“I took my kid to Jiu-jitsu five days in a row. It was like summer break. I literally was just like, ‘This is like the greatest week of my life. I just watched my girl choke out a seven-year-old boy!’” From discovering the truth behind his father’s suicide in 1976 and falling off the rails in the 1980s to becoming a teen idol in the 1990s, Freddie Prinze Jr. has proven that even tragedy can create the most beautiful of stories. Just months after he made his grand entrance into the world on March 8, 1976 in Los Angeles, California, Prinze suffered a great loss when his father, famed actor and comedian Freddie Prinze, committed suicide when his only son was just 10 months old. With no other ties to Hollywood, Prinze’s mother, a realtor named Kathy, moved the family to Albuquerque, New Mexico where Prinze later learned the truth about his father’s death.
“I was 11 years old and this dude who lived on my street came up to me and said, ‘Your dad’s gone ‘cause he killed himself! He shot himself in the head!’” Prinze recalled. Completely shaken by the news, the young Prinze returned home and grabbed the only gun in the house when his mother caught him on the way out the door. “Had my mom not seen me on my way out of the house, there’s no way that boy would be here today,” Prinze said. “I was just not myself. And that was when my mom was like, ‘Okay, we’ve got to work this out.’ She sent me back to California… I was 12 and I lost it. I got into a lot of fights at school. I would seek out the biggest, toughest guy and punch him until he would cry because I wanted him to feel what I was feeling. It took a long time for me to work that out. I was 18 when I started trying to work on being a better human being rather than an angry one.”
While in California, Prinze lived with his godfather, martial arts trainer Bob Wall, and followed in his father’s footsteps by training with Wall until he graduated from high school and moved back to Los Angeles where he was determined to carry on his father’s legacy, this time without having to throw any punches. In 1995, he made his acting debut on television in an episode of Family Matters, which he followed up with an ABC Afterschool Special and the 1996 film, To Gillian on Her 37th Birthday. Then, in 1997, he starred in The House of Yes opposite Parker Posey, a young actress who Prinze now admits was his first crush. “I worshipped the girl,” he said. “I wanted her to be my sister, my girlfriend or my mother, whatever one she would give me.”
Although romance wasn’t in the air for Prinze and Posey, stardom certainly was as Prinze went on to star in I Know What You Did Last Summer in 1997, I Still Know What You Did Last Summer in 1998, and She’s All That in 1999, the latter of which earned him status as a Hollywood heartthrob after grossing over $60 million at box offices across the country. On the heels of this early success, he followed up with credits in Wing Commander, Down to You, Head Over Heels and Summer Catch before making a huge comeback in 2002 when he was cast as Fred Jones alongside his longtime girlfriend and former I Know What You Did Last Summer costar, Sarah Michelle Gellar, in Scooby-Doo.
Tying the knot with Gellar in 2002, Prinze reprised his role as Fred in Scooby-Doo 2: Monsters Unleashed in 2004 and found the perfect way to share his father’s legacy when he created, produced and starred in the television sitcom, Freddie. Although the series was canceled after its first season, it gave Prinze the closure he needed with every episode ending with his father’s voice saying, “Looking good!” “Nobody in my family could deal with how my father’s legacy ended, so I had to at least write one more chapter that was positive,” Prinze said. “I felt like I accomplished everything I went to LA to accomplish,” he said after the series.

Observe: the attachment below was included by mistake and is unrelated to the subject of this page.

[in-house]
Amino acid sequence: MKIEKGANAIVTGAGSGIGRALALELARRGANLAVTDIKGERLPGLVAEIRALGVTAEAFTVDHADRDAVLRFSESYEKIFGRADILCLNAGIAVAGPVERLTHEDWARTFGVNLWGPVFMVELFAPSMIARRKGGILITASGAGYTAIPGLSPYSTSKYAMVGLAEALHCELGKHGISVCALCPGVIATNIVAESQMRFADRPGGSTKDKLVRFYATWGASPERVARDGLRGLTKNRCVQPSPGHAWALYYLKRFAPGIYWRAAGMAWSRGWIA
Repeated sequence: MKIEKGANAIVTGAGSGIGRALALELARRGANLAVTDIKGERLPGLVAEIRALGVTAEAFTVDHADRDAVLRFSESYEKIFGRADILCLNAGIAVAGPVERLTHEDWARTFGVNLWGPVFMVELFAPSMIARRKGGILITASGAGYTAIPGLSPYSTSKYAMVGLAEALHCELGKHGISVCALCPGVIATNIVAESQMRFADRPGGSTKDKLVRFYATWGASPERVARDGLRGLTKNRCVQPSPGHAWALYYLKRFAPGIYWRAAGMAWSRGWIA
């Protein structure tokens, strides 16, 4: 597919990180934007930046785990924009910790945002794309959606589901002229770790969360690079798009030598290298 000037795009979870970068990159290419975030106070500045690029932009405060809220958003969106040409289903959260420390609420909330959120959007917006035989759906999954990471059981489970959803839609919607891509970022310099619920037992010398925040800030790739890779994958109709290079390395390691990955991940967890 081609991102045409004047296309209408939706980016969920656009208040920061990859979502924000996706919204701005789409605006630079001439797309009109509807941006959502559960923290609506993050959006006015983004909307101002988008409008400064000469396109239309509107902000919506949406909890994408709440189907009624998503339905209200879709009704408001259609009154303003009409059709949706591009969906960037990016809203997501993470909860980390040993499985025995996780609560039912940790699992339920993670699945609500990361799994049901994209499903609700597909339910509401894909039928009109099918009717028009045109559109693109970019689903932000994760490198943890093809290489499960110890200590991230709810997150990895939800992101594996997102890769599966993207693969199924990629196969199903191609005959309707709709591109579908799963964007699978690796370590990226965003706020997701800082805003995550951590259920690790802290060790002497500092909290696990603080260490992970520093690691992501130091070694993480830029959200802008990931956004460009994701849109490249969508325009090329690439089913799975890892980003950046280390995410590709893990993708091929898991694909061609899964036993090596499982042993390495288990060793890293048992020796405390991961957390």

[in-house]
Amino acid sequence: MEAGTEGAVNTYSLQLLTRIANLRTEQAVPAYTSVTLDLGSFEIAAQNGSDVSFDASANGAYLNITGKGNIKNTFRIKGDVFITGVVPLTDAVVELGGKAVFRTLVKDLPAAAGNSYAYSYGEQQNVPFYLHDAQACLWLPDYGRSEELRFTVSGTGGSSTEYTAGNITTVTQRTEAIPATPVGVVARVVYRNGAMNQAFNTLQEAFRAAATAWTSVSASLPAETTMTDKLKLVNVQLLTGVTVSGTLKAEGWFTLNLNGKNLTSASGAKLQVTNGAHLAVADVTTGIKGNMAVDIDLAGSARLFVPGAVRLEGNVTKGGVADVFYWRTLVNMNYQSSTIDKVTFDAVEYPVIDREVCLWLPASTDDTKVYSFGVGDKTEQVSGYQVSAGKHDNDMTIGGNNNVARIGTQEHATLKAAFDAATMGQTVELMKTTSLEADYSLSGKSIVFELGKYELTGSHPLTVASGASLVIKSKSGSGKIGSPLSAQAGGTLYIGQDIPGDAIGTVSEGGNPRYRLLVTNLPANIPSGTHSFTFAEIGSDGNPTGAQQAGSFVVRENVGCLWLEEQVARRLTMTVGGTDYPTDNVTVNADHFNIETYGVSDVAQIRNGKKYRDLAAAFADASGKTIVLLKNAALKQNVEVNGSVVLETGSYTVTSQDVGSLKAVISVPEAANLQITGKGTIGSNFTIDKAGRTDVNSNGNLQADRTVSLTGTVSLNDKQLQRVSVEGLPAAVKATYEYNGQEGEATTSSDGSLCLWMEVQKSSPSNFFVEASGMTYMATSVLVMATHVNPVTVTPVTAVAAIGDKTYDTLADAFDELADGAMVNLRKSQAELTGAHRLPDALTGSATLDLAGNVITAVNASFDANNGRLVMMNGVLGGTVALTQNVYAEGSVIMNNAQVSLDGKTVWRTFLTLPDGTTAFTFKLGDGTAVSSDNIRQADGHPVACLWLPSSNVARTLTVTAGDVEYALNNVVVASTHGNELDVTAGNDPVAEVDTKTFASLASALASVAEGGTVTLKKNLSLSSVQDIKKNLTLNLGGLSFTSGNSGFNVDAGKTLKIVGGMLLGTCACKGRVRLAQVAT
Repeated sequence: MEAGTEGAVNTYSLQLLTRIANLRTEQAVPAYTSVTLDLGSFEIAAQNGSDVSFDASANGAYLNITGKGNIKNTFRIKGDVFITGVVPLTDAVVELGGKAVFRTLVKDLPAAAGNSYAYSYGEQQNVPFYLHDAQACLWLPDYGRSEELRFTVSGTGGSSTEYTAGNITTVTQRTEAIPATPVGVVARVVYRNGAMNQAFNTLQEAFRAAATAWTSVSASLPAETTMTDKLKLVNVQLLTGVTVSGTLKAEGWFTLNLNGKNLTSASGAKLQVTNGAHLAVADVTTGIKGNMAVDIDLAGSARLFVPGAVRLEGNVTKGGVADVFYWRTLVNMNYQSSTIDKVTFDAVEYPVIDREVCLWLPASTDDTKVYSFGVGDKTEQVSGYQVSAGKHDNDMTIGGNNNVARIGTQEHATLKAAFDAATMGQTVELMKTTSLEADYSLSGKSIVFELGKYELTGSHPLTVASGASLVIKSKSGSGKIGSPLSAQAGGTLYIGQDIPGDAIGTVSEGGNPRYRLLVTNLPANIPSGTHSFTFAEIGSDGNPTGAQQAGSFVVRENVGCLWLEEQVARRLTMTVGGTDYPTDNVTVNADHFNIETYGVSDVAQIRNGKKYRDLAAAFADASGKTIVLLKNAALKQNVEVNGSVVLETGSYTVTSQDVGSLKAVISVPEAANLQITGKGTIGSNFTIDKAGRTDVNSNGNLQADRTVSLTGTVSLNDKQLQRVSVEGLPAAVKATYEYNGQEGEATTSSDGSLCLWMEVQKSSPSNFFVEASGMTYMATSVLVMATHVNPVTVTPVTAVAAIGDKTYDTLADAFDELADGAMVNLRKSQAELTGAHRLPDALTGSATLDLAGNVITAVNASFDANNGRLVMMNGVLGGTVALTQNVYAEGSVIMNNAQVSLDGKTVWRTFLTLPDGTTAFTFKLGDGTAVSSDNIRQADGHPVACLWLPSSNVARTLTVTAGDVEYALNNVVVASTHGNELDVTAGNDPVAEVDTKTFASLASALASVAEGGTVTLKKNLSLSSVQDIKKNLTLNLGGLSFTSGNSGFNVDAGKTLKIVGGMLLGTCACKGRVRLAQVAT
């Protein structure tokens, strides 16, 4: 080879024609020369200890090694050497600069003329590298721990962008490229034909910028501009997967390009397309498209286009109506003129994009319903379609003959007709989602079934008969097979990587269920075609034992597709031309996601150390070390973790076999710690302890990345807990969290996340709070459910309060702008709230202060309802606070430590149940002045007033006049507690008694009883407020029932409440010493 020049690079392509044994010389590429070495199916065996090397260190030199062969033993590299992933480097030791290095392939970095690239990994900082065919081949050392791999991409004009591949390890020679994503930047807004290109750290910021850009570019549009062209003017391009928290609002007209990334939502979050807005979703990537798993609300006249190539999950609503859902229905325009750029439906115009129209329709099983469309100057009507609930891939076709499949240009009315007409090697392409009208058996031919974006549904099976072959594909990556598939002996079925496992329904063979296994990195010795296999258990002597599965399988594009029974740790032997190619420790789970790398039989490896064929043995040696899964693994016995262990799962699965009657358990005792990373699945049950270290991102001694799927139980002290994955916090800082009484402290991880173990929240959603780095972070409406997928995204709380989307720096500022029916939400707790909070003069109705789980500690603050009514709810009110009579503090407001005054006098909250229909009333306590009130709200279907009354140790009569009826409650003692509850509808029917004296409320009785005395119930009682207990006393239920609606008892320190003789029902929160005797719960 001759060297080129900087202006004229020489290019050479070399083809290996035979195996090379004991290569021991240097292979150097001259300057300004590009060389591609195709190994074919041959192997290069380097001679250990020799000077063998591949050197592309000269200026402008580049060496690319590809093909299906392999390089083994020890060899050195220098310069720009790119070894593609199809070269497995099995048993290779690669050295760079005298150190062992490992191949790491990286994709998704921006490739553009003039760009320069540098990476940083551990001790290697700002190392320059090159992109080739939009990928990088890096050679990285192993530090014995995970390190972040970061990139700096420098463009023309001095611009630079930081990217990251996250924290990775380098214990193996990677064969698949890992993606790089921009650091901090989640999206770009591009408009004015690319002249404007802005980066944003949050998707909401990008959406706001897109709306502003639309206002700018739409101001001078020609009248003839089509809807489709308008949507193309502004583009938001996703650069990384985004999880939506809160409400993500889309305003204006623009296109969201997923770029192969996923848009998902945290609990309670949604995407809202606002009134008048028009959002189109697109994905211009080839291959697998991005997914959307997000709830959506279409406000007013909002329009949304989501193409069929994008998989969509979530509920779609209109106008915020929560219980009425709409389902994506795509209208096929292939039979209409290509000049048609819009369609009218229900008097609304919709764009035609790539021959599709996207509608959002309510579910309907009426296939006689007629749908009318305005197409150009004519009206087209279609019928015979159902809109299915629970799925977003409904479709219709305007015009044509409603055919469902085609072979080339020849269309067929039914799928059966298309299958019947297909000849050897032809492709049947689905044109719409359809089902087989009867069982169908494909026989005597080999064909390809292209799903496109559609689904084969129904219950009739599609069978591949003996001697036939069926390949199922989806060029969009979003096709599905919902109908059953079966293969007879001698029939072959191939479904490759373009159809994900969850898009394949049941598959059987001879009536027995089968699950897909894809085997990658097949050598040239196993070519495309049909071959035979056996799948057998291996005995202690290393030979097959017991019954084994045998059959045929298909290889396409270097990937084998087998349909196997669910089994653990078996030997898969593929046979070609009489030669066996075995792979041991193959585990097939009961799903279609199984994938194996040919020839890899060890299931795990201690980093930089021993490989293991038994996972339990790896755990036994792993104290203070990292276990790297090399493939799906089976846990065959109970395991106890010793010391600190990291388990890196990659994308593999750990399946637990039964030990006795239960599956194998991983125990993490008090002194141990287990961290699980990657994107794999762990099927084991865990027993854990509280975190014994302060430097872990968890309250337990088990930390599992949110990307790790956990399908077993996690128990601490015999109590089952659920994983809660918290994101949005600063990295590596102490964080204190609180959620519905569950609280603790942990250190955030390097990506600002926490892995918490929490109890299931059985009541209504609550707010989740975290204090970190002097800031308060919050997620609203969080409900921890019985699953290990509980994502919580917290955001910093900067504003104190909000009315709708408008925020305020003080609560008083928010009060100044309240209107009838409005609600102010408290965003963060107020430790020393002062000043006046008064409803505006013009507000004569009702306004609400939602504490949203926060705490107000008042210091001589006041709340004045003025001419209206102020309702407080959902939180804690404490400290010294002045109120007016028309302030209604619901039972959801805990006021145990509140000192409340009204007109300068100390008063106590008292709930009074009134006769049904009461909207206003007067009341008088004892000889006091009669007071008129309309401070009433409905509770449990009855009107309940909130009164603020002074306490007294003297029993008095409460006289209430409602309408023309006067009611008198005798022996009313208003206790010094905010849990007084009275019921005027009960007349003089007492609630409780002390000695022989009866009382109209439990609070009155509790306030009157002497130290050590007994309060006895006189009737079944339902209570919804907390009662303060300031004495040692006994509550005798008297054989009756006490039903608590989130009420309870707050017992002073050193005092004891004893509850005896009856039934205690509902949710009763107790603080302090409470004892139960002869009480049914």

After Freddie, Prinze snagged a recurring role on Boston Legal and turned to voice acting where he lent his voice to characters like Pisces “Pi” in Shark Bait and as Rick in Happily N’Ever After. Then, another opportunity of a lifetime fell into Prinze’s lap when, after years of sitting in the audience watching wrestling matches hosted by World Wrestling Entertainment, he was invited to join the WWE’s creative staff. He worked as a writer, promoter and director with on-screen credits in two episodes of WWE Raw and even collaborated with the SmackDown brand before leaving the company in 2009 to return to television where he landed a regular role on the eighth season of 24. Months later, he returned as a guest host on an episode of WWE Raw and was involved in a juicy storyline after he was attacked by WWE Champion Randy Orton.
Promoted to a producer and director with the WWE in 2010, Prinze continued to dabble as a voice actor in Hollywood with credits in films like Delgo, in television series like Robot Chicken, and in video games like Mass Effect 3, Dragon Age: Inquisition and Disney Infinity 3.0. In 2014, he saw another dream come true when the longtime Star Wars fan was invited to voice the character of Kanan Jarrus in Star Wars Rebels, a role he continues to work on even today. Beyond that, the 41-year-old is perfectly content spending the rest of his time at home with Gellar and their two kids where he’s rekindled his love of cooking and adds to his fortune by collecting rare comic books and working with the video game platform, Twitch, both of which give him even more free time to spend with his kids.
“Even with all my flaws, they still think I’m a Jedi master,” Prinze says of his children. “When you don’t have a dad, it’s all you think about. You start fantasizing things that you wish you could get. So, Father’s Day is a great day at my house, but it’s more about the kids. Like for my birthday, we go to Disneyland because I want to see the kids. Whatever the kids want to do, we’ll do.” Go ahead, add “World’s Greatest Dad” to the list of Prinze’s many talents!